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Caption: Georgia Tech researchers work underwater to remove cores from living coral colonies growing on Fanning Island in the central Pacific. In the laboratory, these “modern” cores provide records of the most recent period of climate changes for comparison to the fossil coral climate reconstructions. This image relates to a paper that appeared in Jan. 4, 2013, issue of Science, published by AAAS. The paper, by Kim Cobb at Georgia Institute of Technology in Atlanta, Ga., and colleagues was titled, “Highly Variable El Niño–Southern Oscillation Throughout the Holocene.”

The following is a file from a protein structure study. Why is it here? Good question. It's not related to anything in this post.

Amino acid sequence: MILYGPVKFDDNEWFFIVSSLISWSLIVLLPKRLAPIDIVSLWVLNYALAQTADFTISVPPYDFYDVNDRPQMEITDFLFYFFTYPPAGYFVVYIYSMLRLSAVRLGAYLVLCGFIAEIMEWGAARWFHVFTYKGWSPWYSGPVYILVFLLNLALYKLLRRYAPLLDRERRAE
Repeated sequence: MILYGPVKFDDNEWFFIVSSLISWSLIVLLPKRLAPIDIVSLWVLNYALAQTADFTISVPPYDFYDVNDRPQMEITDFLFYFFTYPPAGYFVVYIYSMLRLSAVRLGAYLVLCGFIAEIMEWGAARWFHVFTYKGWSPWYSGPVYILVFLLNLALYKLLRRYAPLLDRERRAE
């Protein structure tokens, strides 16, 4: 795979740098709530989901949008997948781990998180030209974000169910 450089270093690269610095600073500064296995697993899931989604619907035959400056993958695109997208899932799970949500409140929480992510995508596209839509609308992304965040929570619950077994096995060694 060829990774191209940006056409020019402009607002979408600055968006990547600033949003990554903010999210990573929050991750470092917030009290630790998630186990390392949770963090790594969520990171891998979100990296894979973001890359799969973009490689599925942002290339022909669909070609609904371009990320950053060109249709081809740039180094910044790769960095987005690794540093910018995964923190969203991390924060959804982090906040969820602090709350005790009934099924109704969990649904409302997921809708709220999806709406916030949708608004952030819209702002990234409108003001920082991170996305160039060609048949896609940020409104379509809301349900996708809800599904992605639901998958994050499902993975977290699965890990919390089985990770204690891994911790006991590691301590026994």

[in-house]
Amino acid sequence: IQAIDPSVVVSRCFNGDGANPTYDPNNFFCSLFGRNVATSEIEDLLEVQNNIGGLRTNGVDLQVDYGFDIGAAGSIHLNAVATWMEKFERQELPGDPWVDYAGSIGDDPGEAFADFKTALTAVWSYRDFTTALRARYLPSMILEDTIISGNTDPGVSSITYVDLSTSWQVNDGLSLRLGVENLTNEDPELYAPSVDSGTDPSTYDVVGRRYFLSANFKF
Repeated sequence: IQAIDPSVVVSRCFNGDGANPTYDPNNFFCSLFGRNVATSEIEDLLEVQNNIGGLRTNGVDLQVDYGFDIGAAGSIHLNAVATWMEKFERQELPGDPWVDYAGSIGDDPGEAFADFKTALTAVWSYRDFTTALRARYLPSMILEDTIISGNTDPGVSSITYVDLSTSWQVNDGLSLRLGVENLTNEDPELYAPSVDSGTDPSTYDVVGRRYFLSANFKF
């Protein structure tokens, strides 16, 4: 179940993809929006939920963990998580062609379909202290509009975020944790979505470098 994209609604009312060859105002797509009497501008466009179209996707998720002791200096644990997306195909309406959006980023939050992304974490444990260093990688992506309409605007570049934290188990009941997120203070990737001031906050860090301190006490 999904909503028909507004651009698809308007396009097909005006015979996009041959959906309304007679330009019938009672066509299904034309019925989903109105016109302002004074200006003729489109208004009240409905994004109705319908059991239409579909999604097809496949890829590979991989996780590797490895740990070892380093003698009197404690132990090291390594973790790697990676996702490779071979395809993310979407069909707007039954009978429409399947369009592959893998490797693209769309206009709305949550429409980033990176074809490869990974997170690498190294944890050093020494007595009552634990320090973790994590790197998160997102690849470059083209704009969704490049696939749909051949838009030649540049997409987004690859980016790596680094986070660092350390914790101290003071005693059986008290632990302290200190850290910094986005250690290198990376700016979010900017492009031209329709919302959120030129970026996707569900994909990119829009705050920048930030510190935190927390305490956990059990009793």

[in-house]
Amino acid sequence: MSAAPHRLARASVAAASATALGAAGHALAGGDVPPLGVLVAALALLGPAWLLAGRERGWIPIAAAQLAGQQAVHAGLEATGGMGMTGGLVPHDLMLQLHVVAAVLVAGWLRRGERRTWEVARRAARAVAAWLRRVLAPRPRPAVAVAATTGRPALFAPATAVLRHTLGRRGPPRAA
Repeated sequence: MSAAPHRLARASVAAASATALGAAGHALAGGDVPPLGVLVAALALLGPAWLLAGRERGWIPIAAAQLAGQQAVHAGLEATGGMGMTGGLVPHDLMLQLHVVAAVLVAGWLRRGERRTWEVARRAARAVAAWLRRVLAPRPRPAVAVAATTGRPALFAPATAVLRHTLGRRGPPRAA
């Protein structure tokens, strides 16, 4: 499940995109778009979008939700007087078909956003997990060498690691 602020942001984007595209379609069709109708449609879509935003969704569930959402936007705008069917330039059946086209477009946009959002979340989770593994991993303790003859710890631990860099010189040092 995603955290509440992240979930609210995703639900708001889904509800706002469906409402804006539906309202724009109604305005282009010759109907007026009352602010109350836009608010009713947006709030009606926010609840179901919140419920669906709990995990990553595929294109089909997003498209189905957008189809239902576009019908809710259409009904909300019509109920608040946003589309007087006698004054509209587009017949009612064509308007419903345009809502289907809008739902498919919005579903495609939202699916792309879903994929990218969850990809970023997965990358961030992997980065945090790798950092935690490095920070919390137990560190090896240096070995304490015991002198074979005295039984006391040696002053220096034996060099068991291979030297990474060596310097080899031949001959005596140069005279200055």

Credit: Image courtesy of Roland Klein, Norwegian Cruise Lines
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